A few years ago Carol and I went camping for the first and thank God only time, meeting up with her brother's family and friends of theirs in an upstate New York park. Other than us, they were all experienced campers and carried a plethora of specialized equipment to provide most of the comforts of home while stuck in the woods. Foremost among them was a massive kitchen set-up that unfolded from a container the size of a briefcase into an area large enough to hold a full contingent of pots and pans, cooking utensils, an electrical outlet, a stovetop and maybe even a convection oven. Starting early in the morning, it took quite awhile to set up. It began raining in the midst of the task, so a covering was required to protect it. Brother-in-law and his friend wrestled with a massive tarp while the rest of us stood idle and watched. As the hours ticked by, I politely asked my sister-in-law if she was able to get some coffee going while the effort continued. She said that was possible and 15 minutes later Carol and I were enjoying our java. When we were finished, she asked how we liked it and we said "very much". She smiled and said, "Good! I bet you couldn't tell it was decaf, could you?" Without another word we excused ourselves, got in our car, left the campground and raced twenty minutes to the nearest McDonald's for a jolt of caffeine, pulling into the drive-thru just as the dreaded withdrawal headache began pounding at our temples. I love my sister-in-law but at that moment I wanted to drive back to the campground, dig a hole, throw her in it, and bury her underneath several cubic yards of freshly-ground decaffeinated coffee.

Since it's usually just the two of us most mornings, I make coffee for Carol and myself using the pour-over method favored by the most pretentious of the neighborhood gourmet coffee bars. Using freshly-ground beans, unbleached paper filters, a cone, and a Japanese water pot I splurged on so I can "control the pour", it's a labor-intensive, time-consuming process that is made worthwhile by the clear moral superiority of the outcome. It was particularly time-consuming once when I knocked over the cone, scattering the grounds all over the counter -- and then did exactly the same thing a second time after grinding more $15-a-pound beans. I finally got everything properly measured and aligned and poured, enabling me to fill my mug with the rich, aromatic, velvety brew. Then I knocked that one over as well, spilling steaming hot coffee all over the counter and most of my torso. Carol, surely feeling the effects of caffeine-deprivation, found this hilarious. I evened the score after cleaning up -- I made her a mug of coffee after surreptitiously changing the setting on the grinder, placing it on a fineness of "7" rather than the usual "6", which tipped it from "Auto-Drip" to "Espresso". Revenge is a drink best served bold. She sipped from her cup, completely unaware of my treachery. Sighing contentedly, she smiled at me and said, "THANKS FOR THE COFFEE, HONEY!!!"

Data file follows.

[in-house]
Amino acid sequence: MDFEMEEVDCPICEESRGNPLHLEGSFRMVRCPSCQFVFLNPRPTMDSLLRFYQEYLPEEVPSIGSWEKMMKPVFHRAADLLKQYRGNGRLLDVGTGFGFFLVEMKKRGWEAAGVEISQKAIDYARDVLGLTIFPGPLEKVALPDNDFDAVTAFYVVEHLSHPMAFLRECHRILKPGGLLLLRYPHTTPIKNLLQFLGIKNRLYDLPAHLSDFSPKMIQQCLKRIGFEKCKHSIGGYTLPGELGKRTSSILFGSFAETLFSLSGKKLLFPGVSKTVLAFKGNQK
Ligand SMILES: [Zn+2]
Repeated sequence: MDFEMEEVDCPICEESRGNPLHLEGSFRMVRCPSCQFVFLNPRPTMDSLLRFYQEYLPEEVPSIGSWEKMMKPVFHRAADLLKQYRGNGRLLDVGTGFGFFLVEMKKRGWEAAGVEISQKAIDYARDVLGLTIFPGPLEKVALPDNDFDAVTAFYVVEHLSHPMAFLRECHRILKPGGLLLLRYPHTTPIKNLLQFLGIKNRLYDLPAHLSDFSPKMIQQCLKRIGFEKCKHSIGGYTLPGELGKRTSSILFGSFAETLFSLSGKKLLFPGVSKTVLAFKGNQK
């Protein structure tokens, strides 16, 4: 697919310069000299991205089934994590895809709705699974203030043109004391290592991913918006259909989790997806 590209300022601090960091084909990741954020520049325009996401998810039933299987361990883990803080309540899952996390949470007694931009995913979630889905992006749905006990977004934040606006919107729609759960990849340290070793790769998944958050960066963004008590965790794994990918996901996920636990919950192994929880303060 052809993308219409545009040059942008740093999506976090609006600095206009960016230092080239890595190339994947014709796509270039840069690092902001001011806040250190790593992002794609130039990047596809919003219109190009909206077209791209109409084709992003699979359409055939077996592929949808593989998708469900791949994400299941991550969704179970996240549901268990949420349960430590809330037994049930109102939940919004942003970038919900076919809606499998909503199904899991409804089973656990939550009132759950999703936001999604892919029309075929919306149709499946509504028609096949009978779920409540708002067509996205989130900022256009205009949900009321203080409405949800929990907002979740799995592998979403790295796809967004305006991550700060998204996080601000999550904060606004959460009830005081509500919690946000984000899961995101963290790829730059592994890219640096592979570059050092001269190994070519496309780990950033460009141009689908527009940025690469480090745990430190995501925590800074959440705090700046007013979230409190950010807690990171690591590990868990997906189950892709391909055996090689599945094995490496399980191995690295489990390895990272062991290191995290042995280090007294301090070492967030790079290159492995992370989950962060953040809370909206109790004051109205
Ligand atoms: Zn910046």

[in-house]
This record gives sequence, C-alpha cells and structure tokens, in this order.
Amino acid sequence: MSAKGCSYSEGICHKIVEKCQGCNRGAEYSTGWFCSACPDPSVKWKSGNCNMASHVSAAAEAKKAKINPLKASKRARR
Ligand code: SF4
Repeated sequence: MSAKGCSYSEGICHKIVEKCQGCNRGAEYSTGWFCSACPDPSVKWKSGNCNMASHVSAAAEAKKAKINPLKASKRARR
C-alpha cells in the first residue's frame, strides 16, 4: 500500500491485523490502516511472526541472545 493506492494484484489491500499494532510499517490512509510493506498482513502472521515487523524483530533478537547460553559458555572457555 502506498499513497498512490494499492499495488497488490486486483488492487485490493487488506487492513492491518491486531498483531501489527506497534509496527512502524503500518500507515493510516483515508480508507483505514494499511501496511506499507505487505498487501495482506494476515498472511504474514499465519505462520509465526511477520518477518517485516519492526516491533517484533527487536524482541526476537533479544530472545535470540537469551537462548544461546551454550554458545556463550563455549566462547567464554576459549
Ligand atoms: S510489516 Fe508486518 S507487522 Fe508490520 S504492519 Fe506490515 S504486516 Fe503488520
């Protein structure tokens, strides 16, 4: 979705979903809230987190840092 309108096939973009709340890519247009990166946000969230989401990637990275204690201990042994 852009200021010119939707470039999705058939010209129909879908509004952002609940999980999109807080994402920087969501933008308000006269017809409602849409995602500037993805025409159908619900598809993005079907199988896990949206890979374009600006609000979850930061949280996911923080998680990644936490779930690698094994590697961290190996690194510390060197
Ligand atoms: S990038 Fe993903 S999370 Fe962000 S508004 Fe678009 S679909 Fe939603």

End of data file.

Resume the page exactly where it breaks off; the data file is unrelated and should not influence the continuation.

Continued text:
Wednesday, September 18, 2013

Marriage Wows

We've just attended the wedding of our closest friends -- my best friend Bert married my wife's best friend Marsha. We introduced them 11 years ago and their passion for one another ignited like wet cardboard. However, a couple of years back they were again in the same place at the same time in our company (as much as we'd like to believe that last factor was essential, it probably wasn't); drier conditions prevailed and FWOOSH! their situation suddenly became combustible.

The wedding was beautiful -- a perfect late-summer day; the ceremony staged outdoors at a charming cottage in downtown Greenville, South Carolina overlooking a lovely park; a small audience of family and dear friends; an excellent meal, and to cap it off the DJ played the most profound of all disco songs -- Kool and the Gang's "Get Down On It", which features this chorus:

"Get down on it, get down on it, get down on it, get down on it,